I have to admit it! In this last period, I have become very passionate about the old steam locomotives and the imposing role they have had in the economic development, and not only, of the entire planet.
The most popular passenger locomotive in the 19th century was the "American" type 4-4-0.
In 1856, B&O ordered two "American" type locomotive from Mason Machine Works, one of which was number 25.
William Mason, the founder of Mason Machine Works, introduces the idea of producing locomotives that are as beautiful to look at as they are functional and innovative from a mechanical point of view.
His ideas and improvements could later be adopted by other locomotive builders of the time. Its influence was exerted on all locomotive builders of the time and later.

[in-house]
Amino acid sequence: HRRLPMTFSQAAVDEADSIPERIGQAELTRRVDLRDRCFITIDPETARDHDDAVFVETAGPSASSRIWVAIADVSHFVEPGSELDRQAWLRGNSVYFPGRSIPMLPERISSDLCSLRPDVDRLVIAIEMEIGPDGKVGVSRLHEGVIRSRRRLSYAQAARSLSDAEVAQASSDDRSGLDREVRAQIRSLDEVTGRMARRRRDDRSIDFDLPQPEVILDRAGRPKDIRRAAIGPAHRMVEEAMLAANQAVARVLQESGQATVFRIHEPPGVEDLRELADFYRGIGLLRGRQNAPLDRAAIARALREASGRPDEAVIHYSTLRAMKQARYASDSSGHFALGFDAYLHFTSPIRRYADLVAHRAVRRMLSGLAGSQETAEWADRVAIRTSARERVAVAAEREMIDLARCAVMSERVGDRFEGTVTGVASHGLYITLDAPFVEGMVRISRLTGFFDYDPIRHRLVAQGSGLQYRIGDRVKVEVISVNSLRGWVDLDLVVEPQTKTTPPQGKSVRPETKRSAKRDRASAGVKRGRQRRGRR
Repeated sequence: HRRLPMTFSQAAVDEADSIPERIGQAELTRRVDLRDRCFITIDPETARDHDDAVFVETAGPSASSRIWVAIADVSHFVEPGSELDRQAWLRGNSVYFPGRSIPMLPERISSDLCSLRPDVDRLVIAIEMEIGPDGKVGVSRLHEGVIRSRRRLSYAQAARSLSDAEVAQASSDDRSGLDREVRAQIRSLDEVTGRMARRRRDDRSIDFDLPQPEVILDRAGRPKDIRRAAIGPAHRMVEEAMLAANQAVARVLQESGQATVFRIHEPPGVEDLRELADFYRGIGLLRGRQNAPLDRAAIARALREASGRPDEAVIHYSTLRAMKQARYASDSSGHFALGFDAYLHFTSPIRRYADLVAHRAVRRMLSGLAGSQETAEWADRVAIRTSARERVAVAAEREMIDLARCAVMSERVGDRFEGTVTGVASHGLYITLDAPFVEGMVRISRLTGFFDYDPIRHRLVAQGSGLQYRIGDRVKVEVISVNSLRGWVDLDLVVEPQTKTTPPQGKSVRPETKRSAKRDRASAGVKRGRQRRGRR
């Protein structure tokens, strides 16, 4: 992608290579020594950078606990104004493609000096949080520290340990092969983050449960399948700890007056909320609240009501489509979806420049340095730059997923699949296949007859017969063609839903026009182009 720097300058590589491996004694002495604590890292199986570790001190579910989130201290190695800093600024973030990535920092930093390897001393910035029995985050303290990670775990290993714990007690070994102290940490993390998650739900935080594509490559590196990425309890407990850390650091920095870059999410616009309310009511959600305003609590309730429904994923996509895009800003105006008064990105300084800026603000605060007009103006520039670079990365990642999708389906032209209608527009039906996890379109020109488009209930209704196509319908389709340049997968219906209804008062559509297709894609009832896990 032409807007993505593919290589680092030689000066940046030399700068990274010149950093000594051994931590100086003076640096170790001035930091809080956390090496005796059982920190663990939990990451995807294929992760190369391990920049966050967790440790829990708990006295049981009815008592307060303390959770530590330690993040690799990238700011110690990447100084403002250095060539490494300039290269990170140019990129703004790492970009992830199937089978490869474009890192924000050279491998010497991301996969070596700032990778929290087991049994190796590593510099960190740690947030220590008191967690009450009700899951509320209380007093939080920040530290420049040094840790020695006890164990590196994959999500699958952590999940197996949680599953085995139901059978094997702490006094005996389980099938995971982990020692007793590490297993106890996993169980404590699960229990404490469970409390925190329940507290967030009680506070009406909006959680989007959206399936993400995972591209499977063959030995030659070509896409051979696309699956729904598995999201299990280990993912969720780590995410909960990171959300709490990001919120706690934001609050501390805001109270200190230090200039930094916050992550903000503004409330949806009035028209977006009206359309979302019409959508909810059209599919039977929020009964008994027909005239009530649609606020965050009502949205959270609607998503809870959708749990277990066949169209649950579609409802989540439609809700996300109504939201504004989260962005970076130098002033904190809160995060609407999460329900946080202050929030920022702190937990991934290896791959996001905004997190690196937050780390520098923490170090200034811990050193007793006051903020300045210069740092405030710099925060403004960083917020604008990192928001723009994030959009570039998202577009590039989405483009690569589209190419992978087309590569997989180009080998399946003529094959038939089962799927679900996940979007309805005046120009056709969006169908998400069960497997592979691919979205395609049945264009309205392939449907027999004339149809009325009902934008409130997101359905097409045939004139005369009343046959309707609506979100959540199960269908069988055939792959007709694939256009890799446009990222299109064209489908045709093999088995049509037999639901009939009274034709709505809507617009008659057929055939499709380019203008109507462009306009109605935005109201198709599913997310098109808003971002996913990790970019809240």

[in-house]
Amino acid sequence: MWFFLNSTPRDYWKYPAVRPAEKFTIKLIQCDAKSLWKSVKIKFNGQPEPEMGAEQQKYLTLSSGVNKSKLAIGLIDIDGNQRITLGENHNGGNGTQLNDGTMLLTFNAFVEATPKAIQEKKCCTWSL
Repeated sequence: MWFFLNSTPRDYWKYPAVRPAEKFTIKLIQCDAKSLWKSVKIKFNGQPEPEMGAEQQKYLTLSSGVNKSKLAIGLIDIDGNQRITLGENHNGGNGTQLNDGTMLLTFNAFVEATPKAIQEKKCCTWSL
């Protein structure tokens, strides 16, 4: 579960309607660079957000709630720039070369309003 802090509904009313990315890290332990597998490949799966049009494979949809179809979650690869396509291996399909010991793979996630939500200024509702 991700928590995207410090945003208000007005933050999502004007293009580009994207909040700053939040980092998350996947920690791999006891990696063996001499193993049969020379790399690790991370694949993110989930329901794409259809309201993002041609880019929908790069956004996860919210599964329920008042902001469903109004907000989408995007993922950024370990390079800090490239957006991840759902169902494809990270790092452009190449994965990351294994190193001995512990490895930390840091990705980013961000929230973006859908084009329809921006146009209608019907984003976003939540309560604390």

The new design was soon praised by engineers and railway operators thanks to the engines, which became known to be easier to repair and manage.
In 1856, he built two locomotives for Cairo and for Alexandria R.R. (Egypt) in which a commentator said that the excellence of the engines was due to the precision of execution achieved by an admirable set of tools and a skilled group of workers.
The N. 25 was used extensively during the Civil War to transport Union troops and supplies.
It was the first B&O locomotive to have a Stephenson linkage motion valve gear and a round smoke box set on a cylinder saddle.
In 1927, the railway named the "William Mason" locomotive to honor its builder.
The "William Mason" follows the general form of the original no. 25 however was rebuilt and modified as a show locomotive.
Only two Mason-built locomotives survive.
25 is one of these and is currently kept at the Baltimore and Ohio Railroad Museum.